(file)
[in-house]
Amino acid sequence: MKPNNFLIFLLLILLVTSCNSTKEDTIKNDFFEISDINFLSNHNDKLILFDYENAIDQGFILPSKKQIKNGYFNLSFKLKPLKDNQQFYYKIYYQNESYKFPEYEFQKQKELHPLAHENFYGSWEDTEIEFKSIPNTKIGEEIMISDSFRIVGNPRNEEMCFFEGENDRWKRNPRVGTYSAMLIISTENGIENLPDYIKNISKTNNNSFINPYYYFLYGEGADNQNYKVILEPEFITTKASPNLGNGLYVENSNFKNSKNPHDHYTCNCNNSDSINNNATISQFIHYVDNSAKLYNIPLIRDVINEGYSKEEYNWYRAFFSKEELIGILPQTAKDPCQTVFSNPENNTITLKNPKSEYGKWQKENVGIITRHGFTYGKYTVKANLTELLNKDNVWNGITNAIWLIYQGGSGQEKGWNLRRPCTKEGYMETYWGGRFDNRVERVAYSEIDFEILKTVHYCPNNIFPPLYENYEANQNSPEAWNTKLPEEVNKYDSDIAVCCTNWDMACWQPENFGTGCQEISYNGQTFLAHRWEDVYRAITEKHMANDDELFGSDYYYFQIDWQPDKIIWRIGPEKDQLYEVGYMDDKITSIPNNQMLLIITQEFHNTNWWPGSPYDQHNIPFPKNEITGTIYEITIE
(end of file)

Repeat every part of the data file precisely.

[in-house]
Amino acid sequence: MKPNNFLIFLLLILLVTSCNSTKEDTIKNDFFEISDINFLSNHNDKLILFDYENAIDQGFILPSKKQIKNGYFNLSFKLKPLKDNQQFYYKIYYQNESYKFPEYEFQKQKELHPLAHENFYGSWEDTEIEFKSIPNTKIGEEIMISDSFRIVGNPRNEEMCFFEGENDRWKRNPRVGTYSAMLIISTENGIENLPDYIKNISKTNNNSFINPYYYFLYGEGADNQNYKVILEPEFITTKASPNLGNGLYVENSNFKNSKNPHDHYTCNCNNSDSINNNATISQFIHYVDNSAKLYNIPLIRDVINEGYSKEEYNWYRAFFSKEELIGILPQTAKDPCQTVFSNPENNTITLKNPKSEYGKWQKENVGIITRHGFTYGKYTVKANLTELLNKDNVWNGITNAIWLIYQGGSGQEKGWNLRRPCTKEGYMETYWGGRFDNRVERVAYSEIDFEILKTVHYCPNNIFPPLYENYEANQNSPEAWNTKLPEEVNKYDSDIAVCCTNWDMACWQPENFGTGCQEISYNGQTFLAHRWEDVYRAITEKHMANDDELFGSDYYYFQIDWQPDKIIWRIGPEKDQLYEVGYMDDKITSIPNNQMLLIITQEFHNTNWWPGSPYDQHNIPFPKNEITGTIYEITIE